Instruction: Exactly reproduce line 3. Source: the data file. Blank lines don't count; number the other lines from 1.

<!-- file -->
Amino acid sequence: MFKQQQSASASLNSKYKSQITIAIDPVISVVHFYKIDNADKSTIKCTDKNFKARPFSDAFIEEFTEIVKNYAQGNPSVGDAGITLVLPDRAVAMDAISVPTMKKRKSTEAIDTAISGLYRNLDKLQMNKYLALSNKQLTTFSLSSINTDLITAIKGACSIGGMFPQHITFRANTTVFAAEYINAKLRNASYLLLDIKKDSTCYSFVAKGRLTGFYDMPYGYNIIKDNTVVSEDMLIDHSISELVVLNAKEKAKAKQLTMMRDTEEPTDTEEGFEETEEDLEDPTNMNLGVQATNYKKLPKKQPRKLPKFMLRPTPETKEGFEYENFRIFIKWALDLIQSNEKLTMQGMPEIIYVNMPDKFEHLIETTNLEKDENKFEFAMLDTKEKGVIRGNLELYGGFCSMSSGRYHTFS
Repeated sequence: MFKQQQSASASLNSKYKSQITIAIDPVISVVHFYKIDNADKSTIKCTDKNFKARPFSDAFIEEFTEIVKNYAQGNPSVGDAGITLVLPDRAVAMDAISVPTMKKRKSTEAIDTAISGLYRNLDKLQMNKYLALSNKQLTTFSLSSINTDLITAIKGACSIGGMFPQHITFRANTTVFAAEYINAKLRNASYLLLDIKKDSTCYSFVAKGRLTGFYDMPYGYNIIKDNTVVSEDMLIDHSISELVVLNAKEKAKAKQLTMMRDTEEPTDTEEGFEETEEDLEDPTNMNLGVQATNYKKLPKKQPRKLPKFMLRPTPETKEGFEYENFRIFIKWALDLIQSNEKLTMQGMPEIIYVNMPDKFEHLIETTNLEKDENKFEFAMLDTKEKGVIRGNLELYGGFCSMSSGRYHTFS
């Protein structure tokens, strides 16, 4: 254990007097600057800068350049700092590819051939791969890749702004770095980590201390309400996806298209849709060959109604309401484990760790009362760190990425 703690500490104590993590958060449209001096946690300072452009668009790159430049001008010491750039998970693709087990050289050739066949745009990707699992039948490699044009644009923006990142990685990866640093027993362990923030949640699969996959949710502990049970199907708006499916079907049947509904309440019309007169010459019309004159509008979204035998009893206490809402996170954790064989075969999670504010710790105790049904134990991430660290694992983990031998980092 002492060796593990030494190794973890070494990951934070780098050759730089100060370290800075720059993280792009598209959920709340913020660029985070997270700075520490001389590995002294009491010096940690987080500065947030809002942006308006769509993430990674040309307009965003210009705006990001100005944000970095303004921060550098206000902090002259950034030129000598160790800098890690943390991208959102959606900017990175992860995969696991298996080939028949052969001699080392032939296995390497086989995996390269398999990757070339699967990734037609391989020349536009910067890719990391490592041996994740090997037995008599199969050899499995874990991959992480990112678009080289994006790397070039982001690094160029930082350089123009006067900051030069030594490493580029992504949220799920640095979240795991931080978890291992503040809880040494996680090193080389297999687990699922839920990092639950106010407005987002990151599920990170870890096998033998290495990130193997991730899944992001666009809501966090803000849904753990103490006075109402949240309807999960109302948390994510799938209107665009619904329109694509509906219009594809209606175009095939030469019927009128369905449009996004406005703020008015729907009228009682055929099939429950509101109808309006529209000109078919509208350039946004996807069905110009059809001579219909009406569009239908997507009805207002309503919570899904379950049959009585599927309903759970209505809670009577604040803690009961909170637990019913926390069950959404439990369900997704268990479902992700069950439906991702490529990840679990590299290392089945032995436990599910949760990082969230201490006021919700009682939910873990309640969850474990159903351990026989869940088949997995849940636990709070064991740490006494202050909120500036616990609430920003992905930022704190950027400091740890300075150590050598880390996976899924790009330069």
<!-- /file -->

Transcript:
């Protein structure tokens, strides 16, 4: 254990007097600057800068350049700092590819051939791969890749702004770095980590201390309400996806298209849709060959109604309401484990760790009362760190990425 703690500490104590993590958060449209001096946690300072452009668009790159430049001008010491750039998970693709087990050289050739066949745009990707699992039948490699044009644009923006990142990685990866640093027993362990923030949640699969996959949710502990049970199907708006499916079907049947509904309440019309007169010459019309004159509008979204035998009893206490809402996170954790064989075969999670504010710790105790049904134990991430660290694992983990031998980092 002492060796593990030494190794973890070494990951934070780098050759730089100060370290800075720059993280792009598209959920709340913020660029985070997270700075520490001389590995002294009491010096940690987080500065947030809002942006308006769509993430990674040309307009965003210009705006990001100005944000970095303004921060550098206000902090002259950034030129000598160790800098890690943390991208959102959606900017990175992860995969696991298996080939028949052969001699080392032939296995390497086989995996390269398999990757070339699967990734037609391989020349536009910067890719990391490592041996994740090997037995008599199969050899499995874990991959992480990112678009080289994006790397070039982001690094160029930082350089123009006067900051030069030594490493580029992504949220799920640095979240795991931080978890291992503040809880040494996680090193080389297999687990699922839920990092639950106010407005987002990151599920990170870890096998033998290495990130193997991730899944992001666009809501966090803000849904753990103490006075109402949240309807999960109302948390994510799938209107665009619904329109694509509906219009594809209606175009095939030469019927009128369905449009996004406005703020008015729907009228009682055929099939429950509101109808309006529209000109078919509208350039946004996807069905110009059809001579219909009406569009239908997507009805207002309503919570899904379950049959009585599927309903759970209505809670009577604040803690009961909170637990019913926390069950959404439990369900997704268990479902992700069950439906991702490529990840679990590299290392089945032995436990599910949760990082969230201490006021919700009682939910873990309640969850474990159903351990026989869940088949997995849940636990709070064991740490006494202050909120500036616990609430920003992905930022704190950027400091740890300075150590050598880390996976899924790009330069």